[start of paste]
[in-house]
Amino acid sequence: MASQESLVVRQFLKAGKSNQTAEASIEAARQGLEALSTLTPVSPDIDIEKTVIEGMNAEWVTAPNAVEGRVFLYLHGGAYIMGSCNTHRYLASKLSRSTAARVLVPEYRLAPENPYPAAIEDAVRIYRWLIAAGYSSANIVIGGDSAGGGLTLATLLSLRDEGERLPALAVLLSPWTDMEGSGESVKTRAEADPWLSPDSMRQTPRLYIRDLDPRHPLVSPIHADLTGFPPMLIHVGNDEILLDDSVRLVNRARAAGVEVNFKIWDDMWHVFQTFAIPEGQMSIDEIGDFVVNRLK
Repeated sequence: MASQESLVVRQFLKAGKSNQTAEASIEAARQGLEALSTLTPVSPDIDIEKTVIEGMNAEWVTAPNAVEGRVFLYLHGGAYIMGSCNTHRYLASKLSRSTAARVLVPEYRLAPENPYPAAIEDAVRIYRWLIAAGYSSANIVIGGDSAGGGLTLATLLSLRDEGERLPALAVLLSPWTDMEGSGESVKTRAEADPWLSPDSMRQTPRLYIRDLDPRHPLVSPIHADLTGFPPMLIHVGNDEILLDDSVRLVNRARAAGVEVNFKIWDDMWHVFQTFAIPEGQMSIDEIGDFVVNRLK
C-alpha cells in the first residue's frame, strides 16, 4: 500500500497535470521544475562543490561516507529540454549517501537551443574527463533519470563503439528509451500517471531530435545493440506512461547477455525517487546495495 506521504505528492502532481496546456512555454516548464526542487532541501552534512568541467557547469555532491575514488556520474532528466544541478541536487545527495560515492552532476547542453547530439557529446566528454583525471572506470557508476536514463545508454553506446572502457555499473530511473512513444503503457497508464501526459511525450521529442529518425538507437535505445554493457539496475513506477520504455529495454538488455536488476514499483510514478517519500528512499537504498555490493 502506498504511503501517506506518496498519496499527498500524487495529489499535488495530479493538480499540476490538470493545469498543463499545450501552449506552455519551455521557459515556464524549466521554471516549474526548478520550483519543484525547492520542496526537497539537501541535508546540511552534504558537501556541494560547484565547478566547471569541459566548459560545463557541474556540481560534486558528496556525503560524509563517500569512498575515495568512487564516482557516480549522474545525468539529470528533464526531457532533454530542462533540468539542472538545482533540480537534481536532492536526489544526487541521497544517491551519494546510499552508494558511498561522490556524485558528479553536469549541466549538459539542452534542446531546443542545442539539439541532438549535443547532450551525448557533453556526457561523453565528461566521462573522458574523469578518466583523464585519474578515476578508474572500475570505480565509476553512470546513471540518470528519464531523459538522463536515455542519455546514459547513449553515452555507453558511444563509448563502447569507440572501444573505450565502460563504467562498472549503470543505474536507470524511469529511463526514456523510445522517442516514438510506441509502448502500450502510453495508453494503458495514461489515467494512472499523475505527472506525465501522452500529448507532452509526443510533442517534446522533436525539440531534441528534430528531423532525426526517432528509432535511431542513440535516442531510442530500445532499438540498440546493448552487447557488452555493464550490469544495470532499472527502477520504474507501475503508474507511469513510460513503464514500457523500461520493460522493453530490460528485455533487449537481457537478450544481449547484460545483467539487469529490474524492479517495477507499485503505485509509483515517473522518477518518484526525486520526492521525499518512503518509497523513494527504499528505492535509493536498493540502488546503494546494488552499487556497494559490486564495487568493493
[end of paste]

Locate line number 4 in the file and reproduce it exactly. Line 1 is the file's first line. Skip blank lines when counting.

C-alpha cells in the first residue's frame, strides 16, 4: 500500500497535470521544475562543490561516507529540454549517501537551443574527463533519470563503439528509451500517471531530435545493440506512461547477455525517487546495495 506521504505528492502532481496546456512555454516548464526542487532541501552534512568541467557547469555532491575514488556520474532528466544541478541536487545527495560515492552532476547542453547530439557529446566528454583525471572506470557508476536514463545508454553506446572502457555499473530511473512513444503503457497508464501526459511525450521529442529518425538507437535505445554493457539496475513506477520504455529495454538488455536488476514499483510514478517519500528512499537504498555490493 502506498504511503501517506506518496498519496499527498500524487495529489499535488495530479493538480499540476490538470493545469498543463499545450501552449506552455519551455521557459515556464524549466521554471516549474526548478520550483519543484525547492520542496526537497539537501541535508546540511552534504558537501556541494560547484565547478566547471569541459566548459560545463557541474556540481560534486558528496556525503560524509563517500569512498575515495568512487564516482557516480549522474545525468539529470528533464526531457532533454530542462533540468539542472538545482533540480537534481536532492536526489544526487541521497544517491551519494546510499552508494558511498561522490556524485558528479553536469549541466549538459539542452534542446531546443542545442539539439541532438549535443547532450551525448557533453556526457561523453565528461566521462573522458574523469578518466583523464585519474578515476578508474572500475570505480565509476553512470546513471540518470528519464531523459538522463536515455542519455546514459547513449553515452555507453558511444563509448563502447569507440572501444573505450565502460563504467562498472549503470543505474536507470524511469529511463526514456523510445522517442516514438510506441509502448502500450502510453495508453494503458495514461489515467494512472499523475505527472506525465501522452500529448507532452509526443510533442517534446522533436525539440531534441528534430528531423532525426526517432528509432535511431542513440535516442531510442530500445532499438540498440546493448552487447557488452555493464550490469544495470532499472527502477520504474507501475503508474507511469513510460513503464514500457523500461520493460522493453530490460528485455533487449537481457537478450544481449547484460545483467539487469529490474524492479517495477507499485503505485509509483515517473522518477518518484526525486520526492521525499518512503518509497523513494527504499528505492535509493536498493540502488546503494546494488552499487556497494559490486564495487568493493